City News, PUBLIC SAFETY, WATCHDOG

Fired Salem police sergeant accused of misconduct gives up state certification

A former Salem police sergeant fired last December after state officials found he took advantage of a domestic violence victim to develop sexual relations has voluntarily surrendered his Oregon police certification.

Jeffrey Keniston gave up his certification on June 19, eight months after he challenged plans by the state Department of Public Safety Standards and Training to strip his police certification. The state agency certifies officers and investigates complaints of misconduct.

Keniston was fired in late 2022 from his Salem post. The Aumsville Police Department hired him five months later. He resigned from that job in October 2023.

Keniston could not be reached by phone on Wednesday. His attorney, Krista Shipsey, did not respond to a written question about why Keniston gave up his certification after he originally fought to keep it.

The state has permanently revoked Keniston’s certifications. “DPSST’s authority does not extend outside the state and it cannot bar those whose credentials have been revoked from seeking or obtaining certification in other states,” according to agency spokesman Sam Tenney.

Keniston’s surrender of his certification was first reported by Discrepancy Report, an online news site.

DPSST proposed revoking Keniston’s certification in August 2023.

The state certification agency concluded in a report at the time that Keniston had “gained an advantage by using his position as a domestic violence officer and department issued equipment and resources to contact a domestic violence victim he was assigned to follow up with for personal gain, which included sexual contact,” according to the proposed order.

The state found that Keniston “used his position for personal gain and engaged in a sexual relationship with a victim he was sworn to protect, reflecting an extreme violation of trust, adversely reflecting on the public safety.” 

That violated the state’s Criminal Justice Code of Ethics “and compromised the public’s trust in the public safety profession,” the state report said.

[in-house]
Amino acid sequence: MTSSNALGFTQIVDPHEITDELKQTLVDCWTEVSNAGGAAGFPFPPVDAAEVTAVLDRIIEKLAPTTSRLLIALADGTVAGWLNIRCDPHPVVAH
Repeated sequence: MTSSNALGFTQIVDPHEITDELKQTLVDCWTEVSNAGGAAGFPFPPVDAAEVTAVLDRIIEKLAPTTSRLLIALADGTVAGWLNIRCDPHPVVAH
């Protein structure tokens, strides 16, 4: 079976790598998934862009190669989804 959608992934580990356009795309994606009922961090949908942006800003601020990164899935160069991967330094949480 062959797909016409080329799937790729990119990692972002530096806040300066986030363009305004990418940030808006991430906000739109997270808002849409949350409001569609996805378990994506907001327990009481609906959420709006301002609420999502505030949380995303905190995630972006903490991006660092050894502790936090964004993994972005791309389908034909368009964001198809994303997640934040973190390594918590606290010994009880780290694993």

The Salem Police Department said in a September 2023 statement that Keniston’s conduct with the victim led to his firing.

The accusations against Keniston date back to an April 2022 complaint to the Salem Police Department, which triggered an internal investigation. The Salem agency put Keniston on paid leave in September 2022.

Salem police fired Keniston on Dec. 8, 2022, prompting DPSST to open its own review of the officer.

Aumsville police hired Keniston in May 2023, according to records of the state certification agency.

Keniston’s time in Aumsville was clouded by secrecy. 

Aumsville authorities have declined to explain why they hired Keniston after he was fired from Salem for misconduct. City officials were aware of his firing from Salem and the pending state misconduct investigation.

DPSST proposed revoking Keniston’s certification in August 2023, and he resigned from Aumsville police around five weeks later.

RELATED COVERAGE:

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Aumsville hired police sergeant after learning Salem fired him for misconduct

Police officer said to have preyed on domestic violence victim in Salem faces loss of license

Contact reporter Ardeshir Tabrizian: [email protected] or 503-929-3053.

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Ardeshir Tabrizian has covered criminal justice and housing for Salem Reporter since September 2021. As an Oregon native, his award-winning watchdog journalism has traversed the state. He has done reporting for The Oregonian, Eugene Weekly and Malheur Enterprise.